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Interview: Catherine Howe

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You're about to learn about one of the finest female folk albums ever recorded. Not many people know about Catherine Howe's What a Beautiful Place (1971), largely because the album produced and arranged by Bobby Scott (A Taste of Honey) barely made a dent after it was recorded in London. The company for which it was made went bust shortly after the album was released, and only a handful of the LPs existed. Then the album disappeared for 35 years, surfacing in 2007, when it was remastered and re-issued on CD for the first time.

If you dig Laura Nyro, Carly Simon, Carole King, Joni Mitchell and the other great female singer-songwriters of the late '60s and early '70s—and if you have a heart—you need to hear this recording and others by Catherine. Actually, nothing in the rest of this post is going to make much sense unless you hear a track from her 1971 album here...  



This all started several weeks ago, when I received an email from Catherine in England thanking me for my earlier post on Bobby Scott. A few back and forths followed until I realized who I was communicating with. I already owned What a Beautiful Place on CD, but I didn't put two and two together immediately. After a few more emails, Catherine agreed to an e-interview:

JazzWax: Which artists did you listen to growing up?

Catherine Howe: I had the whole of my four older siblings' record collections to hear growing up in England. Buddy Holly and Fats Domino were two who first really got through to me. Then the Beach Boys came along, and I had every one of their albums. Also Frankie Vallie and the Four Seasons, and the Crystals.

JW: Which song had the deepest impact?

CH: Hearing Burt Bacharach and Hal David's The Look of Love in 1967 was a seminal moment for me. That's when I started using those sevenths, which appear in many of the songs on What a Beautiful Place. In my teenage years I listened to Randy Newman, James Taylor, Stevie Wonder, Lennon and McCartney, Dylan and the British bands Cream, The Who, The Zombies and Procol Harum.

JW: Were there any jazz singers who influenced you?

CH: Billie Holiday impinged upon my small English consciousness as a child, and I remember being riveted to my seat by a performance from Lena Horn at Blackpool Winter Gardens in the 1950s, when the greatest of American singers would come there in the summer season. My family was not especially musical, I heard very little folk, jazz or classical music. Instead, I heard mostly records of mainstream popular work, and I loved it beyond everything.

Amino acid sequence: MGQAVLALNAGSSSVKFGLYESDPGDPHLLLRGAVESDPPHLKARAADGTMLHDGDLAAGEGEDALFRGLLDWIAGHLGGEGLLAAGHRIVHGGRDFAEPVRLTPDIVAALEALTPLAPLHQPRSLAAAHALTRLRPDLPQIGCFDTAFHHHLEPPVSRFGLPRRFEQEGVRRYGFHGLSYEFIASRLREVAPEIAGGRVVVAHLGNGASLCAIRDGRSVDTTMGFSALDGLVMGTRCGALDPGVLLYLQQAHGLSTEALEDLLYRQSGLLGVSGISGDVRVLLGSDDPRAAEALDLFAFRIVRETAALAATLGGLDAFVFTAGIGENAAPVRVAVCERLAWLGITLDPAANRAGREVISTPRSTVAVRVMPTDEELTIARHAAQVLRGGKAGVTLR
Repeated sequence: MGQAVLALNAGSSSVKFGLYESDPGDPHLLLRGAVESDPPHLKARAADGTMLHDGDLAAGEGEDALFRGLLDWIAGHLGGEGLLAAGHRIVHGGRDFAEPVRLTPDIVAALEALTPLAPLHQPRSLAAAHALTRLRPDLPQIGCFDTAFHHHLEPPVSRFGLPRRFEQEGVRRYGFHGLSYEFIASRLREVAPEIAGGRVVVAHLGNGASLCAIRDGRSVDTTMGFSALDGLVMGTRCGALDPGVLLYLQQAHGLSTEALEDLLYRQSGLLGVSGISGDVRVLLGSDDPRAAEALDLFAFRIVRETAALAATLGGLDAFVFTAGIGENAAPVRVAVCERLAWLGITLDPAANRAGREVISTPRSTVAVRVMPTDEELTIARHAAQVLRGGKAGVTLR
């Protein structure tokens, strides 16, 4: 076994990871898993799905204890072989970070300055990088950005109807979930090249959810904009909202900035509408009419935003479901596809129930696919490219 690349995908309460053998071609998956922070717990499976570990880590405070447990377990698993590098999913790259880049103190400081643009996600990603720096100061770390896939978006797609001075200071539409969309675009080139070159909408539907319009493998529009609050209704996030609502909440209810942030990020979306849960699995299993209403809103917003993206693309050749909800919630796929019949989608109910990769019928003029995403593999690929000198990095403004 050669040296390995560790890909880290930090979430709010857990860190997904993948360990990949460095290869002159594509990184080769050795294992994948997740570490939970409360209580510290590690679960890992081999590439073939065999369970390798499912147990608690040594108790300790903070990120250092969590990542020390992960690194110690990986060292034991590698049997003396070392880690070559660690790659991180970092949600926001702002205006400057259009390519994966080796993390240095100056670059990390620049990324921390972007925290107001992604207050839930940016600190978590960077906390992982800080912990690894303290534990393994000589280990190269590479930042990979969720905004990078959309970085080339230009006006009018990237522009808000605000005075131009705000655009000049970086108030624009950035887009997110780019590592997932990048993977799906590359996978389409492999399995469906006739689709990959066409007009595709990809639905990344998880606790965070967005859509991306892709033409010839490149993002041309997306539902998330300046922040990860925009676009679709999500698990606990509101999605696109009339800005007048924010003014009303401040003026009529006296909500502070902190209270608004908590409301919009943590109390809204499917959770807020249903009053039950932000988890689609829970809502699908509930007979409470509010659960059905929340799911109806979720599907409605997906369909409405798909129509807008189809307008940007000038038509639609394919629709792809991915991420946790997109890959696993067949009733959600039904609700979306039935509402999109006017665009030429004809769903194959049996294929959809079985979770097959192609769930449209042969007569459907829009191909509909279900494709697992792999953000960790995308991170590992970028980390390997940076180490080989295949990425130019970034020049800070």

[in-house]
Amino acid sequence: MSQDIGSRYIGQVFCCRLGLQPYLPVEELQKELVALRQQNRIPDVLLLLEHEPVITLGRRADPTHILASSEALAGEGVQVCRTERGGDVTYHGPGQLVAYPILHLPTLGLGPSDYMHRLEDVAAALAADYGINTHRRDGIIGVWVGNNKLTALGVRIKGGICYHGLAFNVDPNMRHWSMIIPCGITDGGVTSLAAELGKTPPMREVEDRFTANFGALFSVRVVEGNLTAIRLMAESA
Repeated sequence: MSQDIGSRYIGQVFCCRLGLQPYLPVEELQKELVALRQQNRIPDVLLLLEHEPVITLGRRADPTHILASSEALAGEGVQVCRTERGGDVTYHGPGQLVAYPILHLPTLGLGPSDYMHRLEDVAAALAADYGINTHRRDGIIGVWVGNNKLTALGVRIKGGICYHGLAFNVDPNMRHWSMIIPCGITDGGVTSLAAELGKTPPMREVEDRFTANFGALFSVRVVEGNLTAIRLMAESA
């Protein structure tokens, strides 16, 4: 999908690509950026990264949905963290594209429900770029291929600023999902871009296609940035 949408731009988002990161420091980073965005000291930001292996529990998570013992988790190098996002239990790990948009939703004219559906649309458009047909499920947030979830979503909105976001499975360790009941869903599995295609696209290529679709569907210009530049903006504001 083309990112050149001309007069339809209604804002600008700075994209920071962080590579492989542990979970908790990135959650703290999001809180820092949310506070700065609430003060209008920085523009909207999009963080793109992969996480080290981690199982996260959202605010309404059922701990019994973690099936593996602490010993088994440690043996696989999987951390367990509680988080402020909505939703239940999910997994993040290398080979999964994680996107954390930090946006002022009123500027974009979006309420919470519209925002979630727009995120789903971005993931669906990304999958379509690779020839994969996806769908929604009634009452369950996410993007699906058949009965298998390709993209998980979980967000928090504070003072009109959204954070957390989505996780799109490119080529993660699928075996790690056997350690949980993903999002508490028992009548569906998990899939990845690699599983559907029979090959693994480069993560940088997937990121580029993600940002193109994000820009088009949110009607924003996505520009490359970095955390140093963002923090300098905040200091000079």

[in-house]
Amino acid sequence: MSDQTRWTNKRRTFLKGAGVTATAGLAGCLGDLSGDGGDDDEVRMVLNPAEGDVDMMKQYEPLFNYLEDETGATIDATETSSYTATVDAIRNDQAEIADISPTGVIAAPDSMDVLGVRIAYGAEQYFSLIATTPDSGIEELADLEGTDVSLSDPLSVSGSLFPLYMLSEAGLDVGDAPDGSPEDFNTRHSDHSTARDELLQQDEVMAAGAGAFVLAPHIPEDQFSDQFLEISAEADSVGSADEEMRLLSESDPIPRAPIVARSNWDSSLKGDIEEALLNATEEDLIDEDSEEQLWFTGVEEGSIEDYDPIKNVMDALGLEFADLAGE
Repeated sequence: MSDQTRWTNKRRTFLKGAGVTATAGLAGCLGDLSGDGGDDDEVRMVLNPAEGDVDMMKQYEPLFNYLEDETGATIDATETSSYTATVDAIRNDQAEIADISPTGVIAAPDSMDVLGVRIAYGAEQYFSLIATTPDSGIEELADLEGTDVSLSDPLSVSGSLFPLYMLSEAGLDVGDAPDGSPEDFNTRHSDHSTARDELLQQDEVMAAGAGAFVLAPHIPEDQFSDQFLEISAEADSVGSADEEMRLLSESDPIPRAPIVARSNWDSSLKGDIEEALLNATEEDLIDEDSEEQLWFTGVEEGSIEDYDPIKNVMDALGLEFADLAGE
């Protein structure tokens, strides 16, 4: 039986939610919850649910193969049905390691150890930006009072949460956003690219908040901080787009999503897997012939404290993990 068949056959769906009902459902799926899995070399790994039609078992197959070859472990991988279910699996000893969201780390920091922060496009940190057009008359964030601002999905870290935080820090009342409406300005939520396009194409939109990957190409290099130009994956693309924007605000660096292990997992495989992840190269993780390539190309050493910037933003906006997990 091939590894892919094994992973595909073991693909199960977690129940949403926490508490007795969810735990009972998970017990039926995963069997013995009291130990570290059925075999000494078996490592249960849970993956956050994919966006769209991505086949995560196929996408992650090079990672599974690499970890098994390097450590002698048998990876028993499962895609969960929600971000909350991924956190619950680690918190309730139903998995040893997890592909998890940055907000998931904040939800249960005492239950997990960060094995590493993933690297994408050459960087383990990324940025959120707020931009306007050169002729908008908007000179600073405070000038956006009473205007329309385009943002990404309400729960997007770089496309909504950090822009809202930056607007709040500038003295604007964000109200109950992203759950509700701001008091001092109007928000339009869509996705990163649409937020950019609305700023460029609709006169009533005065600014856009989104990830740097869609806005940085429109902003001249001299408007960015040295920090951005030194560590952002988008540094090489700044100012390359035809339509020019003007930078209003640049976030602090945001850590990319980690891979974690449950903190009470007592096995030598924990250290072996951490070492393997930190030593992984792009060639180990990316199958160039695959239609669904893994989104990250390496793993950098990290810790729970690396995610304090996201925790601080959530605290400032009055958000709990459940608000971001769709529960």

JW: Did you study voice?

CH: In a small way.  I took a weekly singing lesson from the age of 12 to 14 with a good teacher in London named Rona Knight, who ran Corona Drama School in Hammersmith, London. I had no musical training beyond that, except for a few piano lessons when I was very small.

JW: When did you write the music for What a Beautiful Place?

CH: All those songs were written in the late '60s. Some I wrote in a little coastal town on the south coast of England called Swanage, where I lived as a teenager with my parents. And some were written in London. Those were the best times, when everything was new. There was sea and sun and coming to terms with life, and music was my voice.

JW: How did you meet Bobby Scott?

CH: My first meeting with Bobby is as vivid now as it was at the time. It was in February 1971. He came to England specifically to work on my album. He was 35 years old. He was full of energy, brilliant eyed, wired-up. He had imagined me as a dowdy English girl, and I had imagined him as fairly unprepossessing, too. So we were both surprised with each other. We were introduced by Andrew Miller, executive producer of Reflection Records, which was a subsidiary label distributed through CBS in England. Phil Gillen, Bobby's American business partner of the time, was there too.

JW: Why did Scott come to the U.K. to produce the album?

CH: I had met Andrew Miller and his partner John Hawkins in 1969.Together they ran Reflection, which I had signed to. Somehow they linked up with Bobby and Phil, who had injected some cash into the label. That was when Andrew and John sent some of my early demos over for Bobby to hear. That's how Bobby heard some of the songs which eventually made up What a Beautiful Place, and it was those songs that brought him over. Why we recorded in England rather than me going to America? I don't know, but it was probably better that way.

JW: How did you two work together?  

CH: My input was the songs. We sat together at the piano, and Bobby asked me to play him everything I had.  There was one song I wasn't pleased with, but he saw the manuscript there. I said I wouldn't play it, but he insisted. So I played it, and he had the grace to agree that it wasn't one of my best. This augured well for me. I quickly understood that Bobby's musical sensibilities ran in the same direction as my own. I never had that kind of rapport again with subsequent producers. 

JW: What happened next?